Wednesday, January 31, 2018

Top Ten Movies of 2017

Like 2016, 2017 was a mostly terrible year that was also, however, a pretty great year for the movies. (I sincerely hope I don’t have to keep repeating some variation of that line in the years to come.) 2017 was a year of rage and resistance – both the capital-R and the lowercase kind – exemplified by the tsunami of #metoo; in a perfect-storm, zeitgeisty way, it also happened to be an exceptional year for women in movies, on both sides of the camera. We saw strong, well-drawn female characters brought to glorious life by actresses of all ages as well as female directors and writers who showed both that they could run with the big boys and that they could make “women’s stories” compelling to all genders. While many of my favorite films over the years have been centered on women, this may be the first time where my #1 film was also written and directed by a woman and found a wider audience that loved it as much as I did. Could we be on the cusp of a real sea-change in Hollywood? Here’s hoping.


Much about Greta Gerwig’s funny, poignant coming-of-age film is familiar cinematic territory, from the bright but restless high school girl (a luminous Saoirse Ronan) at its center to the milestones and rites of passage she undergoes, whether it’s her tentative forays into love, sex, or joining the popular kids, college applications, the school play, senior prom, or friction with her parents. But in Gerwig’s hands it all feels fresh, partly because she neither dwells on any one episode nor tries to impose an overarching message or moral-driven narrative. Rather, the effect is more like a collection of snapshots, each one representing a vivid memory of something that helped shape Lady Bird’s character. And at least one or more of them is bound to strike a recognizable chord with most viewers. For me, it was the relationship with her parents (beautifully played by Tracy Letts and Lauren Metcalf), especially her mom: “Lady Bird” nails the kind of mother-daughter dynamic where intimate confidences and heated arguments occur with equal frequency, where affection and criticism are inextricable from one another, and where “I love you” is never said but always understood. I laughed, I cried, and I’m sure I wasn’t the only one.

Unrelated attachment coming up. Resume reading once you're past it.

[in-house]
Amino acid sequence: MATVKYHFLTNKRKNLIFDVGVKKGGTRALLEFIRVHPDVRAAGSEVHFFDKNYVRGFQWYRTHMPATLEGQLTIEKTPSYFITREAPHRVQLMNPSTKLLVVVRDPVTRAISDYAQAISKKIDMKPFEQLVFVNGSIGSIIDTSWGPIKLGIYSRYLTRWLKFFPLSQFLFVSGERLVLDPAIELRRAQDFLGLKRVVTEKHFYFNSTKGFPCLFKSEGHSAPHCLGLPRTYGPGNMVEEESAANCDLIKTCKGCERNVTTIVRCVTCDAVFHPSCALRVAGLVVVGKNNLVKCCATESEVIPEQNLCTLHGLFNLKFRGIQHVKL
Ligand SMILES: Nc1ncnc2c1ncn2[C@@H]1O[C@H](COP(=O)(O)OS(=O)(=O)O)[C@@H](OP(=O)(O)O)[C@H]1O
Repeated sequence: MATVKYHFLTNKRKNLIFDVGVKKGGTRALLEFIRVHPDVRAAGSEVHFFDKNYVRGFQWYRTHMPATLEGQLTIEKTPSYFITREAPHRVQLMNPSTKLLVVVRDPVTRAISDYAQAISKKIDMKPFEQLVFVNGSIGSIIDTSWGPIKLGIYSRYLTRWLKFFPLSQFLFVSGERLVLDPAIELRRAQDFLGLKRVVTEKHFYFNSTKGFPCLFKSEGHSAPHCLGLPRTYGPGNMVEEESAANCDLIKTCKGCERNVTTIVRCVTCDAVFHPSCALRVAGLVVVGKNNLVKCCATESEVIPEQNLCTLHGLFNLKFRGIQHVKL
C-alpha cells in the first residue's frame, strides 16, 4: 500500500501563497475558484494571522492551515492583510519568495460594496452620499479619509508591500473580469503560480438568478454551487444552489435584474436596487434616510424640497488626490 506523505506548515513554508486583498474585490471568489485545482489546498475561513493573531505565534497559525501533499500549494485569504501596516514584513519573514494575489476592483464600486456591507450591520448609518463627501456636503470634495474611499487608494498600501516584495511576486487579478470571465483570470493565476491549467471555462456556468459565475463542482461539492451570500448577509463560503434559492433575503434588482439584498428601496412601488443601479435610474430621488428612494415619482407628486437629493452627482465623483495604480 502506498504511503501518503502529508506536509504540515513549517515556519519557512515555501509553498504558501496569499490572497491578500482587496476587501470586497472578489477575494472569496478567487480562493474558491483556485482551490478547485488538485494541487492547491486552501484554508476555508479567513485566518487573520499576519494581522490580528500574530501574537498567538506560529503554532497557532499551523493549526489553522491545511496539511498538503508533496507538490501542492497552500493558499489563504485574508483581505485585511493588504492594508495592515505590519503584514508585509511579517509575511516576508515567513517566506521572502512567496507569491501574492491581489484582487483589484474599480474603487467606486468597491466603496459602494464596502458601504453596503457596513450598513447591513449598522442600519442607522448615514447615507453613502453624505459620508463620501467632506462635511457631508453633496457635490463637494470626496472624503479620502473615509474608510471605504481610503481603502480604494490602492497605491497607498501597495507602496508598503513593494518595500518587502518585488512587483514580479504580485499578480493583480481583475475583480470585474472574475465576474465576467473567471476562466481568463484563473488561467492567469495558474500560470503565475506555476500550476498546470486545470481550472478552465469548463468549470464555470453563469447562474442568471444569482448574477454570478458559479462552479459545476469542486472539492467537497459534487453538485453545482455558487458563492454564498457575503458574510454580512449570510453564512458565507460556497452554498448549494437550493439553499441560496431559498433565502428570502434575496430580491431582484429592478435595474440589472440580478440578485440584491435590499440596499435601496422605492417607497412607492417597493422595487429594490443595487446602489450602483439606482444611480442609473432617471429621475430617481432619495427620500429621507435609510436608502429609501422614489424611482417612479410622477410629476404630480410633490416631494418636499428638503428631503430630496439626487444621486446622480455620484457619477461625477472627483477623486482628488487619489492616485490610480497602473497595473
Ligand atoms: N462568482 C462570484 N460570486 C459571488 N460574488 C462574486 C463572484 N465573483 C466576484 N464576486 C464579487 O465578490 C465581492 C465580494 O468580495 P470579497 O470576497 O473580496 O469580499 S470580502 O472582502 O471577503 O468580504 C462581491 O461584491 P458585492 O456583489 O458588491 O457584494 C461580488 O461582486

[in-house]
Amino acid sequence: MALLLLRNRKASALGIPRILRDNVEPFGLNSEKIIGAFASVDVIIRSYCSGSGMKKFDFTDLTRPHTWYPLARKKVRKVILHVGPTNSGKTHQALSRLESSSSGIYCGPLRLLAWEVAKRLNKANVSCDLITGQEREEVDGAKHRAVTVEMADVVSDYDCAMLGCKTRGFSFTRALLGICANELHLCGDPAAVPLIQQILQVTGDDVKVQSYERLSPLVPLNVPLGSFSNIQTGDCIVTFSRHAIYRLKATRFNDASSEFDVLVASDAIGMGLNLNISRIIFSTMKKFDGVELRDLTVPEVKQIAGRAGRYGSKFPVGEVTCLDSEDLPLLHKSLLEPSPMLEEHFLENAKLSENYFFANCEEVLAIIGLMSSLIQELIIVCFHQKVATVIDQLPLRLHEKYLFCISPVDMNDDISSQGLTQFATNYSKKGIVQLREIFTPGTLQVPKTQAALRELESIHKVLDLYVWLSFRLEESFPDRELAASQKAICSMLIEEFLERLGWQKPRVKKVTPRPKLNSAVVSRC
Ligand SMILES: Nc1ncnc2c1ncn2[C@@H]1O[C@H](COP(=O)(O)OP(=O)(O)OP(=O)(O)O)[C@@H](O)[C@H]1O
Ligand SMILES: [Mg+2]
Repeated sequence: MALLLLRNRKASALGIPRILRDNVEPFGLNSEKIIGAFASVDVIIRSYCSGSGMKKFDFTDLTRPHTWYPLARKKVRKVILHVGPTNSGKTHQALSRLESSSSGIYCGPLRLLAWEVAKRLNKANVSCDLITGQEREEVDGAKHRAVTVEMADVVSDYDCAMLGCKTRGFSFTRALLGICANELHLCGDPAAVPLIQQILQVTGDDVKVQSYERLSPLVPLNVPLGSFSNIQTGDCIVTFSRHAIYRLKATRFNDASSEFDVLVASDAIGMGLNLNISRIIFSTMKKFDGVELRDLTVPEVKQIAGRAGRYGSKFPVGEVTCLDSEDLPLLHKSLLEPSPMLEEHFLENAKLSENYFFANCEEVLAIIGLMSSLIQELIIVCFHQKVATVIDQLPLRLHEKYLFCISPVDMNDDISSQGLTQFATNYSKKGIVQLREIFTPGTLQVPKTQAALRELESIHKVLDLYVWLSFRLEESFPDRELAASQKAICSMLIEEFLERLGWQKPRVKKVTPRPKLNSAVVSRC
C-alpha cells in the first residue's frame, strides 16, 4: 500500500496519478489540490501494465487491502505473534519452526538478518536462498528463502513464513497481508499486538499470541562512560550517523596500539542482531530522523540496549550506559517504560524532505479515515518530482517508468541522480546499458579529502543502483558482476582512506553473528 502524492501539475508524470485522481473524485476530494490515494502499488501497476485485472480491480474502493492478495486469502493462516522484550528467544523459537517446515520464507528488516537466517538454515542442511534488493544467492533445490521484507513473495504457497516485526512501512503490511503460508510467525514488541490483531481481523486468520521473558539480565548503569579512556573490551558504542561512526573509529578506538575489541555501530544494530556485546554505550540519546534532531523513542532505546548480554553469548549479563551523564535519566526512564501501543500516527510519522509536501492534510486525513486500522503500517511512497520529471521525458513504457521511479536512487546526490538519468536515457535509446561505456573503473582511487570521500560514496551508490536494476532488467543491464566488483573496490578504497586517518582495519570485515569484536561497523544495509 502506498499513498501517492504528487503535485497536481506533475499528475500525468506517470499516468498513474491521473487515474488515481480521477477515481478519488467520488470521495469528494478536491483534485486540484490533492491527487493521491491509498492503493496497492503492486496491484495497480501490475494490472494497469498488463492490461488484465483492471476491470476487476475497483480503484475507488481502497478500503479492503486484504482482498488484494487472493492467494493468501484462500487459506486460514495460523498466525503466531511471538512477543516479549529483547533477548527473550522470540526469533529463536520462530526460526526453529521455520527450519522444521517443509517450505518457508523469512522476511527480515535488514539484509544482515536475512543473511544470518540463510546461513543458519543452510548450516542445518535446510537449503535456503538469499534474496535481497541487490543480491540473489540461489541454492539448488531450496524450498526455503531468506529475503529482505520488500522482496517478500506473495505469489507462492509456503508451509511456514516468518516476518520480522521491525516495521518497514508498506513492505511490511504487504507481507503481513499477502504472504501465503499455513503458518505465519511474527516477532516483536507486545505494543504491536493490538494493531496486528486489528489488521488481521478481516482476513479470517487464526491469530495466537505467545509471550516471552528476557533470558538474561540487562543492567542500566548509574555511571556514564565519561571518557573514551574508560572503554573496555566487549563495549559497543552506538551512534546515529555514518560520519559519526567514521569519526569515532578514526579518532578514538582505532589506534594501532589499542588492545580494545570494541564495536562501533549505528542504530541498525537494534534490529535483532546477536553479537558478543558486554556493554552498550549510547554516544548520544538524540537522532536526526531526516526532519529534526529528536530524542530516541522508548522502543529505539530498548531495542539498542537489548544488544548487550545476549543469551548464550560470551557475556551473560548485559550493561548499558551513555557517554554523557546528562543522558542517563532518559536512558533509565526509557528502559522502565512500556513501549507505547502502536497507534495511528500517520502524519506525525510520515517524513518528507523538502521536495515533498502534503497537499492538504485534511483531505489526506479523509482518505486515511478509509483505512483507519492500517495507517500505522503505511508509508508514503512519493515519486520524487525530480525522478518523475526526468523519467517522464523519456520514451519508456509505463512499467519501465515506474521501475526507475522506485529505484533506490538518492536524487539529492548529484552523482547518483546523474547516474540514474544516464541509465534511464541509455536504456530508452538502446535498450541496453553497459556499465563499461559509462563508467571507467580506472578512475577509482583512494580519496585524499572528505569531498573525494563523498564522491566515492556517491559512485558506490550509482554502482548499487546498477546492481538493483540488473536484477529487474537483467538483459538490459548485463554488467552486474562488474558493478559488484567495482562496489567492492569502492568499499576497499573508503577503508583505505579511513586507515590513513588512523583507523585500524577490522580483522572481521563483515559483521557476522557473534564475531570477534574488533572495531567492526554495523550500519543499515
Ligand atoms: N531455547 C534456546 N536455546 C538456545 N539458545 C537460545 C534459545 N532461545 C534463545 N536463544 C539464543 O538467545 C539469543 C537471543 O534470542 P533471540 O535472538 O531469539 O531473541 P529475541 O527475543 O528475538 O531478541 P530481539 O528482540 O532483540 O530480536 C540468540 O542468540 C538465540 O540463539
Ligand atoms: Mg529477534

How can a movie be so offbeat and yet so old-fashioned at the same time? Apparently that’s what happens when Guillermo del Toro channels his childhood cinematic fantasies. Part dark Cold War thriller, part fabulist creature feature, part love letter to Hollywood's Golden Age, but above all a gorgeously filmed fairy-tale romance, “The Shape of Water” shouldn’t work as a whole – yet it utterly does, and is a pure delight to watch. (Well, apart from a few squicky body-horror moments where I had to look away; this is a del Toro joint, after all.) The linchpin holding it all together: a transcendent Sally Hawkins, in what may be the best mute performance since Holly Hunter in “The Piano.”


Yes, it looks like made-to-order Oscar bait (Spielberg! Streep! Hanks! Historical yet politically current subject matter!). Yes, the writing is often overly on the nose and preaches to the choir. Even so, “The Post” does a bang-up job of making what could have been a dull legal lesson about the Pentagon Papers both inspiring and entertaining. Contrary to those who dismiss it as by-the-numbers Spielberg, I think this is his best-directed film in years, deploying all his cinematic skills to infuse flair and suspense into the nuts and bolts of the journalistic process. And while it’s being promoted as a pro-free press, speak-truth-to-power film, its true focus and strength lies in the story of Katharine Graham (Meryl Streep), the Washington Post’s first female publisher, who learns to find her voice in a male-dominated world in which she’s aided but also trapped by her own privileged social position. Streep is fantastic as Graham, as is Tom Hanks as legendary Post editor Ben Bradlee; their evolving dynamic alone is worth the price of admission.


For a film that received generally positive reviews on its initial release, “Detroit” seems to have been left by the cultural wayside. It shouldn’t have been: Kathryn Bigelow’s take on one of the flash points of the 1967 Detroit riots was easily the most powerful and harrowing film I saw last year. Unfortunately, it was pretty quickly derailed by poor box office and widespread blowback for presenting what others saw as an insensitive and/or inadequate, white-blinkered perspective of a thorny subject. I disagree strongly with the latter criticisms; while the film might not capture all facets of the structural and historical racism that made the Algiers Motel incident possible, for me, at least, it was an effective and all-too-timely reminder that the horrors it depicts – of unchecked police brutality, the racial inequities of the justice system, and society’s failure to hold both to account – are still very much with us today.


Like many of Olivier Assayas’ other films, “Personal Shopper” is tantalizingly elliptical and elusive, yet paradoxically stays with you - haunts you, as it were – long after you think you’ve finished puzzling it over. That’s only fitting for a tale of a medium (Kristen Stewart) who thinks she may be communicating with the spirit of her recently-deceased brother. What ensues is spooky, sometimes scary, even fleetingly violent, and ultimately answers very few of the questions you may have about what is going on here. The beauty of the film is how it gradually brings you to the realization – perhaps only after watching and having a chance to reflect – that the answers to those questions are beside the point. “Personal Shopper” is less a ghost story than a state of mind, a delicately etched Portrait of a Bereaved Young Woman, as well as a meditation on the interplay between the material and spiritual planes of existence.